You hear that everywhere these days. What does it really mean?
Does one have to live like a Zen monk to live mindfully?
No, not at all.
Living “mindfully” really just means living in the present – as in: quit fretting about what could happen, and resist looking backwards at the things that did happen.
Easy. But not so easy.
As soon as many of us feel even the slightest bit of discomfort, we often reach for something to take that away. It might be a cigarette, food, social media, substances, external validation (please “like” my selfie!!) or shopping.
So, how do we bring our Self into the present?
Try to bring awareness into your body. If you are standing, notice the sensation of your feet on the floor. If you are lying down, notice the sensation of your body on the bed.
Next, try to focus on your breathing. Intentionally notice each breath in and out. Try doing this for 10 breaths in, 10 breaths out.
Turn your attention to your surroundings. What do you notice? Is the cat dish empty? Is there a chip in the ceiling? Name 3 things you can see.
Next turn your attention to the sounds in your environment. Are there seagulls outside your window? Can you hear traffic? Your neighbours’ television?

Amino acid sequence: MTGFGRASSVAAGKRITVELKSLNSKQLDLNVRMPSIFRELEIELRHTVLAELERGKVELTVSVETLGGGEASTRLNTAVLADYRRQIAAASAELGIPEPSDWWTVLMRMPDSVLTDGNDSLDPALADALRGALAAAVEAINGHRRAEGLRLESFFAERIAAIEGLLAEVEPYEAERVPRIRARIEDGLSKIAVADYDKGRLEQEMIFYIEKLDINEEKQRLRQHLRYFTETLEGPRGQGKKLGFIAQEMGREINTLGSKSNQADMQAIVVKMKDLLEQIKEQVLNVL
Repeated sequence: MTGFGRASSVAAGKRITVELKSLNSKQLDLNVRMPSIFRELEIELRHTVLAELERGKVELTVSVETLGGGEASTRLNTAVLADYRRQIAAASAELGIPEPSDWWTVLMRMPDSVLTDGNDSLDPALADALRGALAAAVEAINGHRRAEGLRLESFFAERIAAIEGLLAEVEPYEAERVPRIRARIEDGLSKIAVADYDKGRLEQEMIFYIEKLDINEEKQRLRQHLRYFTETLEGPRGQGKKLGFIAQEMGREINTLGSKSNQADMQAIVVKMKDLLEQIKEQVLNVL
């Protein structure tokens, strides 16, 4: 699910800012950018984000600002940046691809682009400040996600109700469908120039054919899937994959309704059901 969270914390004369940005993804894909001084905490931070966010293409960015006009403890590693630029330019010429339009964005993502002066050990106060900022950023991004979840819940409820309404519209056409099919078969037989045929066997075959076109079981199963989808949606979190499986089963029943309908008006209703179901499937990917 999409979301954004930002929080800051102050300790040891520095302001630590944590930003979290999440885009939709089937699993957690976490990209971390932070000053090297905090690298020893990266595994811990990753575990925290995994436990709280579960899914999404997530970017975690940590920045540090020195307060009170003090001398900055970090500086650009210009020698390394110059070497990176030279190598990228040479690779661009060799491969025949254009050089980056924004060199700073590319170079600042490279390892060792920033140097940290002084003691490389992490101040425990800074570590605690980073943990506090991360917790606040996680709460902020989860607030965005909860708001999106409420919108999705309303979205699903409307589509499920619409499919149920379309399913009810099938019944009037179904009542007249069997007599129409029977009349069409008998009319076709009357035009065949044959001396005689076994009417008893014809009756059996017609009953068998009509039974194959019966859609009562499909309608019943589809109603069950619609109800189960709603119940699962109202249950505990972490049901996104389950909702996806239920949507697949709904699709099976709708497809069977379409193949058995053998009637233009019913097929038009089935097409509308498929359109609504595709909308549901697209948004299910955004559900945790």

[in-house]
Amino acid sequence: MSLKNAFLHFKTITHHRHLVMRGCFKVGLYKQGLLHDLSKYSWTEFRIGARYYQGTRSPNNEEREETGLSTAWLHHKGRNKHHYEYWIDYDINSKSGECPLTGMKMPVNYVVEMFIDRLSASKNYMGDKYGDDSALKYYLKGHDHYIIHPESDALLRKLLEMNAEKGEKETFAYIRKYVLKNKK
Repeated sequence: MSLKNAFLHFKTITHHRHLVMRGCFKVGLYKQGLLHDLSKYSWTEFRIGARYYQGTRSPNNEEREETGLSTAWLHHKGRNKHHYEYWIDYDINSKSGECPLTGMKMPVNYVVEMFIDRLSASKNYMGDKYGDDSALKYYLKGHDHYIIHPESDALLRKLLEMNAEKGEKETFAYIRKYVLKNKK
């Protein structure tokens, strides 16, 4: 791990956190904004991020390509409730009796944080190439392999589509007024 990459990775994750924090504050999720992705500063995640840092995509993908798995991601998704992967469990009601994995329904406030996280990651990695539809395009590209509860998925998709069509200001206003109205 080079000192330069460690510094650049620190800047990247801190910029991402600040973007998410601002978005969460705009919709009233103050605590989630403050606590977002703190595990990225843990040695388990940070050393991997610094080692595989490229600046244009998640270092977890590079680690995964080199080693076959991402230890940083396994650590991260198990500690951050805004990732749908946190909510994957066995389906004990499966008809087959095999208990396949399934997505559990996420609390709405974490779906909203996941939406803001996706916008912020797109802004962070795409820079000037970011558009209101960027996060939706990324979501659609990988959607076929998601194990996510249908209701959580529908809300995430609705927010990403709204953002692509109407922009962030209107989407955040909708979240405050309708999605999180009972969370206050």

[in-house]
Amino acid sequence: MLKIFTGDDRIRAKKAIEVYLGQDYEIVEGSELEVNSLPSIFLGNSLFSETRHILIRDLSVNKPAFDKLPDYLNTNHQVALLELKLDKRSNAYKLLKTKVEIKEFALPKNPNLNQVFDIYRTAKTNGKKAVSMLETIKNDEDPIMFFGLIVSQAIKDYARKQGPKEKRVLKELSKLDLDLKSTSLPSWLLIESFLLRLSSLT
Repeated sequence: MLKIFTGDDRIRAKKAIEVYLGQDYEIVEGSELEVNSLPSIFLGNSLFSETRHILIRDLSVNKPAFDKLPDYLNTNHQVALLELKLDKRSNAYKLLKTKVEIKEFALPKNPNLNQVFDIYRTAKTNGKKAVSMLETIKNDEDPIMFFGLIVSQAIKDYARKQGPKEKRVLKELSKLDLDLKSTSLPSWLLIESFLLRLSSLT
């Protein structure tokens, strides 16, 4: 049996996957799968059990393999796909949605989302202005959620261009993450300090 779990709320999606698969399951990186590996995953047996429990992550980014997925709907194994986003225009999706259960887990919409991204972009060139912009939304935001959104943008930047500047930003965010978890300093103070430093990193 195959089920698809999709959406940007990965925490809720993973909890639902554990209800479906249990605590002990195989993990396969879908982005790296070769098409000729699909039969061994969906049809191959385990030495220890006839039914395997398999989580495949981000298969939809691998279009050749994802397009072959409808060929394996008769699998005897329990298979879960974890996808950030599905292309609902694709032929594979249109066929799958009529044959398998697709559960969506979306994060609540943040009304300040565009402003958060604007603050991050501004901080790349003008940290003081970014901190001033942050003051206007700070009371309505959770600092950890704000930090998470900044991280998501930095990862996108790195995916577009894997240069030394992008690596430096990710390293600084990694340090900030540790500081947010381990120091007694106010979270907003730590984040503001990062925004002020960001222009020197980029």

Now notice what is happening in your body. Are you hungry? Do your shoulders ache from sitting at the computer?
What emotions are present for you right now? Are you judging yourself for getting this mindfulness stuff “wrong”? (just notice that, resist judgment).
Do you feel a combination of emotions? Can you sense some happiness, but perhaps a little sadness or concern for those you care about that may be suffering? Stay with those feelings. Give yourself permission to feel sadness without moving into fretting about the future (giving rise to anxiety!).
Contrary to popular belief, acknowledging uncomfortable emotions does not make them bigger or increase distress – ironically, the opposite is true: suppression/numbing of uncomfortable emotions cause longer duration of distress (and yet so many of us continually do this).
We as human beings are meant to experience the whole array of emotions. We cannot selectively numb the ones we dislike – if we numb sadness, we invariably numb joy and happiness.
The practice of mindfulness gets easier with – you guessed it: practice!
The more you incorporate mindfulness in your life, the more you will notice its preventative qualities (think: emotional strength-training).
Focusing your living in the present (the only moment you can control), will reduce anxiety (usually a result of worrying about the future), and depression (lamenting the past), thus increasing joy and fulfillment.
The practice of mindfulness has been going on for centuries, and was considered a Buddhist spiritual practice. Nowadays, neuroscientists and psychologists have contributed a wealth of evidenced-based research that extol the significant benefits this simple practice has on increasing overall wellbeing.